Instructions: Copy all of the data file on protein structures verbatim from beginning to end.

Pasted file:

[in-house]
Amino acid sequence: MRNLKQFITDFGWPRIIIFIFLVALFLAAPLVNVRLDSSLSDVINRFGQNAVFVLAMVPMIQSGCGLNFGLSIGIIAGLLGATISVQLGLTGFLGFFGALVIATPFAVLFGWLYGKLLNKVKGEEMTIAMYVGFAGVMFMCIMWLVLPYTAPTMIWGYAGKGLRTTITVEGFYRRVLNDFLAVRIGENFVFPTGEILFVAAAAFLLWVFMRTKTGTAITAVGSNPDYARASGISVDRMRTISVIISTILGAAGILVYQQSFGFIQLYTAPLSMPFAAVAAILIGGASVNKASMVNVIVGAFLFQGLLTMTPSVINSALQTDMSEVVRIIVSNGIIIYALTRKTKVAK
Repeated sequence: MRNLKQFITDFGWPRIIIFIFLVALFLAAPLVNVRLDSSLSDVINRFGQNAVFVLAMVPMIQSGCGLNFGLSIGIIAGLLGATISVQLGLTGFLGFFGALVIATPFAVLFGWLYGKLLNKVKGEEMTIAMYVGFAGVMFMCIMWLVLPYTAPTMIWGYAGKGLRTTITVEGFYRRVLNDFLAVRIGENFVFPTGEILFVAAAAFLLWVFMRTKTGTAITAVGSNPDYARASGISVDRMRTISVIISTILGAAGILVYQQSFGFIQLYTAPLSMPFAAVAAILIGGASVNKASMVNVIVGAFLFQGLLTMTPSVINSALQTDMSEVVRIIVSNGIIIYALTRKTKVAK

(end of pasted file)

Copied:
[in-house]
Amino acid sequence: MRNLKQFITDFGWPRIIIFIFLVALFLAAPLVNVRLDSSLSDVINRFGQNAVFVLAMVPMIQSGCGLNFGLSIGIIAGLLGATISVQLGLTGFLGFFGALVIATPFAVLFGWLYGKLLNKVKGEEMTIAMYVGFAGVMFMCIMWLVLPYTAPTMIWGYAGKGLRTTITVEGFYRRVLNDFLAVRIGENFVFPTGEILFVAAAAFLLWVFMRTKTGTAITAVGSNPDYARASGISVDRMRTISVIISTILGAAGILVYQQSFGFIQLYTAPLSMPFAAVAAILIGGASVNKASMVNVIVGAFLFQGLLTMTPSVINSALQTDMSEVVRIIVSNGIIIYALTRKTKVAK
Repeated sequence: MRNLKQFITDFGWPRIIIFIFLVALFLAAPLVNVRLDSSLSDVINRFGQNAVFVLAMVPMIQSGCGLNFGLSIGIIAGLLGATISVQLGLTGFLGFFGALVIATPFAVLFGWLYGKLLNKVKGEEMTIAMYVGFAGVMFMCIMWLVLPYTAPTMIWGYAGKGLRTTITVEGFYRRVLNDFLAVRIGENFVFPTGEILFVAAAAFLLWVFMRTKTGTAITAVGSNPDYARASGISVDRMRTISVIISTILGAAGILVYQQSFGFIQLYTAPLSMPFAAVAAILIGGASVNKASMVNVIVGAFLFQGLLTMTPSVINSALQTDMSEVVRIIVSNGIIIYALTRKTKVAK